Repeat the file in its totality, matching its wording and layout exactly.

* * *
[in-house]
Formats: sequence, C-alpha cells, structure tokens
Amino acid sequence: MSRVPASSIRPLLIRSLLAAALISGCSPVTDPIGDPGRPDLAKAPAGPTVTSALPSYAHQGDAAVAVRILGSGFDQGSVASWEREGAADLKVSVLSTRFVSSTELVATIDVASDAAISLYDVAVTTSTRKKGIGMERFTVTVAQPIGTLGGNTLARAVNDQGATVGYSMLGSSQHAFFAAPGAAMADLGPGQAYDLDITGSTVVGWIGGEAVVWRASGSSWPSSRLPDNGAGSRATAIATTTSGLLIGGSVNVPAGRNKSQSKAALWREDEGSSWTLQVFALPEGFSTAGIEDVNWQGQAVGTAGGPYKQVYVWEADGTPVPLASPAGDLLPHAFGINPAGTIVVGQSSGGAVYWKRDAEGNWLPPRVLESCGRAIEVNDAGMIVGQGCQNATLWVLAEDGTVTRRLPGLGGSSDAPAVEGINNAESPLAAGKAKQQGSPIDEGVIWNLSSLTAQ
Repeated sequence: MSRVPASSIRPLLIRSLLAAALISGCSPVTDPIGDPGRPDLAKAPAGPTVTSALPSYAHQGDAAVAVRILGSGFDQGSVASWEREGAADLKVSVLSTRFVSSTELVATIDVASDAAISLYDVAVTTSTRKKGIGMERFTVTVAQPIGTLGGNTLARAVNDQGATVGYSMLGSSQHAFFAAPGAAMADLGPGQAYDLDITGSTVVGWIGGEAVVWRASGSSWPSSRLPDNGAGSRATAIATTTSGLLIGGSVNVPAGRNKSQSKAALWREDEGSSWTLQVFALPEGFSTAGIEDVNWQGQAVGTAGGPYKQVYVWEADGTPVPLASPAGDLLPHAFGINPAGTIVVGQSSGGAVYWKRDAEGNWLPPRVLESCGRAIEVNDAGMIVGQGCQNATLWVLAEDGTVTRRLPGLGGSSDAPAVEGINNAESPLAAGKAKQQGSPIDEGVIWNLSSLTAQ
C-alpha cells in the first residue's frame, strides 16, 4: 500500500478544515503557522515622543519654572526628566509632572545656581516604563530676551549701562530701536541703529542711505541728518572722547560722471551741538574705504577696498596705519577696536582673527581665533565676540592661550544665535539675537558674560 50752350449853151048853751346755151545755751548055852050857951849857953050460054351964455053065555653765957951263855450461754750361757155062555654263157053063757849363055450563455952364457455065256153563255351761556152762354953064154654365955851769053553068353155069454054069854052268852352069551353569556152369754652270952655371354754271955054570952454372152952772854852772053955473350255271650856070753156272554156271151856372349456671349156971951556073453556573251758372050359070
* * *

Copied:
[in-house]
Formats: sequence, C-alpha cells, structure tokens
Amino acid sequence: MSRVPASSIRPLLIRSLLAAALISGCSPVTDPIGDPGRPDLAKAPAGPTVTSALPSYAHQGDAAVAVRILGSGFDQGSVASWEREGAADLKVSVLSTRFVSSTELVATIDVASDAAISLYDVAVTTSTRKKGIGMERFTVTVAQPIGTLGGNTLARAVNDQGATVGYSMLGSSQHAFFAAPGAAMADLGPGQAYDLDITGSTVVGWIGGEAVVWRASGSSWPSSRLPDNGAGSRATAIATTTSGLLIGGSVNVPAGRNKSQSKAALWREDEGSSWTLQVFALPEGFSTAGIEDVNWQGQAVGTAGGPYKQVYVWEADGTPVPLASPAGDLLPHAFGINPAGTIVVGQSSGGAVYWKRDAEGNWLPPRVLESCGRAIEVNDAGMIVGQGCQNATLWVLAEDGTVTRRLPGLGGSSDAPAVEGINNAESPLAAGKAKQQGSPIDEGVIWNLSSLTAQ
Repeated sequence: MSRVPASSIRPLLIRSLLAAALISGCSPVTDPIGDPGRPDLAKAPAGPTVTSALPSYAHQGDAAVAVRILGSGFDQGSVASWEREGAADLKVSVLSTRFVSSTELVATIDVASDAAISLYDVAVTTSTRKKGIGMERFTVTVAQPIGTLGGNTLARAVNDQGATVGYSMLGSSQHAFFAAPGAAMADLGPGQAYDLDITGSTVVGWIGGEAVVWRASGSSWPSSRLPDNGAGSRATAIATTTSGLLIGGSVNVPAGRNKSQSKAALWREDEGSSWTLQVFALPEGFSTAGIEDVNWQGQAVGTAGGPYKQVYVWEADGTPVPLASPAGDLLPHAFGINPAGTIVVGQSSGGAVYWKRDAEGNWLPPRVLESCGRAIEVNDAGMIVGQGCQNATLWVLAEDGTVTRRLPGLGGSSDAPAVEGINNAESPLAAGKAKQQGSPIDEGVIWNLSSLTAQ
C-alpha cells in the first residue's frame, strides 16, 4: 500500500478544515503557522515622543519654572526628566509632572545656581516604563530676551549701562530701536541703529542711505541728518572722547560722471551741538574705504577696498596705519577696536582673527581665533565676540592661550544665535539675537558674560 50752350449853151048853751346755151545755751548055852050857951849857953050460054351964455053065555653765957951263855450461754750361757155062555654263157053063757849363055450563455952364457455065256153563255351761556152762354953064154654365955851769053553068353155069454054069854052268852352069551353569556152369754652270952655371354754271955054570952454372152952772854852772053955473350255271650856070753156272554156271151856372349456671349156971951556073453556573251758372050359070